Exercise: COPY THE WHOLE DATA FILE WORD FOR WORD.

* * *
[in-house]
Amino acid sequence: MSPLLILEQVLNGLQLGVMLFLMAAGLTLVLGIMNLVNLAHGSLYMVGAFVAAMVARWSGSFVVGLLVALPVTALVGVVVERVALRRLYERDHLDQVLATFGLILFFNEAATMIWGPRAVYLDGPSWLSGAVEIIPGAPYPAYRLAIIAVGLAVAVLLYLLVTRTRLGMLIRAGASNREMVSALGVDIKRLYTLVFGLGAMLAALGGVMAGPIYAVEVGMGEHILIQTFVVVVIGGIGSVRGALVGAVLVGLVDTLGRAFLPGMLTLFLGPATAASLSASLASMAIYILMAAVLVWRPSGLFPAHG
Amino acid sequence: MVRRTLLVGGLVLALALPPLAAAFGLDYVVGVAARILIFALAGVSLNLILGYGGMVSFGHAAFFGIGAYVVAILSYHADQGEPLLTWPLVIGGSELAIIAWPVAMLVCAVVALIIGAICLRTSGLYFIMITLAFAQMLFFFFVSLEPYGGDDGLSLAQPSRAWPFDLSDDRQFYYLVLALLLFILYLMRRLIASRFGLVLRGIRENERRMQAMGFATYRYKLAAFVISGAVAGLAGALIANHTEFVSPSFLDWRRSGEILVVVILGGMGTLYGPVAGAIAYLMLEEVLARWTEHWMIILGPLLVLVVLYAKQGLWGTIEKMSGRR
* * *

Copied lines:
[in-house]
Amino acid sequence: MSPLLILEQVLNGLQLGVMLFLMAAGLTLVLGIMNLVNLAHGSLYMVGAFVAAMVARWSGSFVVGLLVALPVTALVGVVVERVALRRLYERDHLDQVLATFGLILFFNEAATMIWGPRAVYLDGPSWLSGAVEIIPGAPYPAYRLAIIAVGLAVAVLLYLLVTRTRLGMLIRAGASNREMVSALGVDIKRLYTLVFGLGAMLAALGGVMAGPIYAVEVGMGEHILIQTFVVVVIGGIGSVRGALVGAVLVGLVDTLGRAFLPGMLTLFLGPATAASLSASLASMAIYILMAAVLVWRPSGLFPAHG
Amino acid sequence: MVRRTLLVGGLVLALALPPLAAAFGLDYVVGVAARILIFALAGVSLNLILGYGGMVSFGHAAFFGIGAYVVAILSYHADQGEPLLTWPLVIGGSELAIIAWPVAMLVCAVVALIIGAICLRTSGLYFIMITLAFAQMLFFFFVSLEPYGGDDGLSLAQPSRAWPFDLSDDRQFYYLVLALLLFILYLMRRLIASRFGLVLRGIRENERRMQAMGFATYRYKLAAFVISGAVAGLAGALIANHTEFVSPSFLDWRRSGEILVVVILGGMGTLYGPVAGAIAYLMLEEVLARWTEHWMIILGPLLVLVVLYAKQGLWGTIEKMSGRR